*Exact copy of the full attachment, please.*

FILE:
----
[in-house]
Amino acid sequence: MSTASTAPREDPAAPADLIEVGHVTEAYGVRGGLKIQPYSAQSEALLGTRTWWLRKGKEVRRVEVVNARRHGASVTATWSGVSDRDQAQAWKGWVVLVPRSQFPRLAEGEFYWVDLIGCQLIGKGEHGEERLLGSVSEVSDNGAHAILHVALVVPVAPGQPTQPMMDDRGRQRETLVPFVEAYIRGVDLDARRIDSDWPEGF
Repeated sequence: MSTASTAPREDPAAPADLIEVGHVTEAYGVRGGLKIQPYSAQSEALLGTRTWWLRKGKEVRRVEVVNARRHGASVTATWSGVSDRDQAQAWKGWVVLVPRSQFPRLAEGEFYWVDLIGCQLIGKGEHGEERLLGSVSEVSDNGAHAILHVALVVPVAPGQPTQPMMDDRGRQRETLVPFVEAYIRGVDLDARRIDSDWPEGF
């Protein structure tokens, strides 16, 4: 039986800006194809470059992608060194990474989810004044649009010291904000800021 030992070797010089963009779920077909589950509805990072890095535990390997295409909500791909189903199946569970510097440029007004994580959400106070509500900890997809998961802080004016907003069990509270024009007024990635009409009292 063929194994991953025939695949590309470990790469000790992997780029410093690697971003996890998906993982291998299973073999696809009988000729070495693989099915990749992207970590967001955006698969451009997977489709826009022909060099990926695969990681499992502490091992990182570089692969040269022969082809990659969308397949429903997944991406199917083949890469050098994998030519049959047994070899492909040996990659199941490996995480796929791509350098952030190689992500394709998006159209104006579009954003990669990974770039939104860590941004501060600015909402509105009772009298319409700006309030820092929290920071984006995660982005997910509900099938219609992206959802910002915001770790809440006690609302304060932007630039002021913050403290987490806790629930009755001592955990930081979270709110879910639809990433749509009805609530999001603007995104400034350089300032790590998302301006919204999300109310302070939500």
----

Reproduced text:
[in-house]
Amino acid sequence: MSTASTAPREDPAAPADLIEVGHVTEAYGVRGGLKIQPYSAQSEALLGTRTWWLRKGKEVRRVEVVNARRHGASVTATWSGVSDRDQAQAWKGWVVLVPRSQFPRLAEGEFYWVDLIGCQLIGKGEHGEERLLGSVSEVSDNGAHAILHVALVVPVAPGQPTQPMMDDRGRQRETLVPFVEAYIRGVDLDARRIDSDWPEGF
Repeated sequence: MSTASTAPREDPAAPADLIEVGHVTEAYGVRGGLKIQPYSAQSEALLGTRTWWLRKGKEVRRVEVVNARRHGASVTATWSGVSDRDQAQAWKGWVVLVPRSQFPRLAEGEFYWVDLIGCQLIGKGEHGEERLLGSVSEVSDNGAHAILHVALVVPVAPGQPTQPMMDDRGRQRETLVPFVEAYIRGVDLDARRIDSDWPEGF
């Protein structure tokens, strides 16, 4: 039986800006194809470059992608060194990474989810004044649009010291904000800021 030992070797010089963009779920077909589950509805990072890095535990390997295409909500791909189903199946569970510097440029007004994580959400106070509500900890997809998961802080004016907003069990509270024009007024990635009409009292 063929194994991953025939695949590309470990790469000790992997780029410093690697971003996890998906993982291998299973073999696809009988000729070495693989099915990749992207970590967001955006698969451009997977489709826009022909060099990926695969990681499992502490091992990182570089692969040269022969082809990659969308397949429903997944991406199917083949890469050098994998030519049959047994070899492909040996990659199941490996995480796929791509350098952030190689992500394709998006159209104006579009954003990669990974770039939104860590941004501060600015909402509105009772009298319409700006309030820092929290920071984006995660982005997910509900099938219609992206959802910002915001770790809440006690609302304060932007630039002021913050403290987490806790629930009755001592955990930081979270709110879910639809990433749509009805609530999001603007995104400034350089300032790590998302301006919204999300109310302070939500």